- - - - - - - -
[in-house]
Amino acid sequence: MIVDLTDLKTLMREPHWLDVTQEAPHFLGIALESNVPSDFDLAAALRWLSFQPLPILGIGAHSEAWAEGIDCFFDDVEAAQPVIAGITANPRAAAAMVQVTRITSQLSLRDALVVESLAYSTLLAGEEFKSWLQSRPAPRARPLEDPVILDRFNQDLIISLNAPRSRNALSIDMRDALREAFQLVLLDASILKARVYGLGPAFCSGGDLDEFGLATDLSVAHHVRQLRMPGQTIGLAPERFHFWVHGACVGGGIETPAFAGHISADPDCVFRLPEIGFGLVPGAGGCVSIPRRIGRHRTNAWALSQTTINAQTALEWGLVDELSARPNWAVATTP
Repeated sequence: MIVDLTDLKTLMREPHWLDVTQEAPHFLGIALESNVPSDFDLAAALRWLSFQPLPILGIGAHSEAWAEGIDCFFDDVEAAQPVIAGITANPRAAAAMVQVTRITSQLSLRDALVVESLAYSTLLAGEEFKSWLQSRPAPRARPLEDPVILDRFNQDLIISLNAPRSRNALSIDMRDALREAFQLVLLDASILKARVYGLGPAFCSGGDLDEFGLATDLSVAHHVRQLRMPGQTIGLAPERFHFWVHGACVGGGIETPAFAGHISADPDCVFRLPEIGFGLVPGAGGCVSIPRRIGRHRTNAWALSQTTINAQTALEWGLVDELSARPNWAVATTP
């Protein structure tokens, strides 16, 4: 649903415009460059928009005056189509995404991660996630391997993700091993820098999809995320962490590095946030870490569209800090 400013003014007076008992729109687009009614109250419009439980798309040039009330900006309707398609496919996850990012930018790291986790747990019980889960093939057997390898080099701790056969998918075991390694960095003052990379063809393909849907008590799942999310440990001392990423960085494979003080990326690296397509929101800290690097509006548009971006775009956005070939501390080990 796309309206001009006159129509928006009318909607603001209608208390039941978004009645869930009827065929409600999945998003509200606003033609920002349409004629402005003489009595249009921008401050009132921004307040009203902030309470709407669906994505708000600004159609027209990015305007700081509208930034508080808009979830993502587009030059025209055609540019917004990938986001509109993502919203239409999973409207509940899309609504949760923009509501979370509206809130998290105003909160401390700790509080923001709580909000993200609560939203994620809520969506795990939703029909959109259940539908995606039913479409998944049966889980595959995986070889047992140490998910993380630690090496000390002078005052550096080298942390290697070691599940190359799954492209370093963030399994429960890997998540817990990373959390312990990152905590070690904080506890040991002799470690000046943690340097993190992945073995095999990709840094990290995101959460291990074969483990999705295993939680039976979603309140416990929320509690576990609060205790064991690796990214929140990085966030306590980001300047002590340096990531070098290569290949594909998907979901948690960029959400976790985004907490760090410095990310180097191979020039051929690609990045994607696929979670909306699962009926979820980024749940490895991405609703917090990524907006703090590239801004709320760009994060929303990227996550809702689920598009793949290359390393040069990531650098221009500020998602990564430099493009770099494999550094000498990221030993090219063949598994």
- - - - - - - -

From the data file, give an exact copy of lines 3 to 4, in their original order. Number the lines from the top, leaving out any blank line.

Repeated sequence: MIVDLTDLKTLMREPHWLDVTQEAPHFLGIALESNVPSDFDLAAALRWLSFQPLPILGIGAHSEAWAEGIDCFFDDVEAAQPVIAGITANPRAAAAMVQVTRITSQLSLRDALVVESLAYSTLLAGEEFKSWLQSRPAPRARPLEDPVILDRFNQDLIISLNAPRSRNALSIDMRDALREAFQLVLLDASILKARVYGLGPAFCSGGDLDEFGLATDLSVAHHVRQLRMPGQTIGLAPERFHFWVHGACVGGGIETPAFAGHISADPDCVFRLPEIGFGLVPGAGGCVSIPRRIGRHRTNAWALSQTTINAQTALEWGLVDELSARPNWAVATTP
């Protein structure tokens, strides 16, 4: 649903415009460059928009005056189509995404991660996630391997993700091993820098999809995320962490590095946030870490569209800090 400013003014007076008992729109687009009614109250419009439980798309040039009330900006309707398609496919996850990012930018790291986790747990019980889960093939057997390898080099701790056969998918075991390694960095003052990379063809393909849907008590799942999310440990001392990423960085494979003080990326690296397509929101800290690097509006548009971006775009956005070939501390080990 796309309206001009006159129509928006009318909607603001209608208390039941978004009645869930009827065929409600999945998003509200606003033609920002349409004629402005003489009595249009921008401050009132921004307040009203902030309470709407669906994505708000600004159609027209990015305007700081509208930034508080808009979830993502587009030059025209055609540019917004990938986001509109993502919203239409999973409207509940899309609504949760923009509501979370509206809130998290105003909160401390700790509080923001709580909000993200609560939203994620809520969506795990939703029909959109259940539908995606039913479409998944049966889980595959995986070889047992140490998910993380630690090496000390002078005052550096080298942390290697070691599940190359799954492209370093963030399994429960890997998540817990990373959390312990990152905590070690904080506890040991002799470690000046943690340097993190992945073995095999990709840094990290995101959460291990074969483990999705295993939680039976979603309140416990929320509690576990609060205790064991690796990214929140990085966030306590980001300047002590340096990531070098290569290949594909998907979901948690960029959400976790985004907490760090410095990310180097191979020039051929690609990045994607696929979670909306699962009926979820980024749940490895991405609703917090990524907006703090590239801004709320760009994060929303990227996550809702689920598009793949290359390393040069990531650098221009500020998602990564430099493009770099494999550094000498990221030993090219063949598994």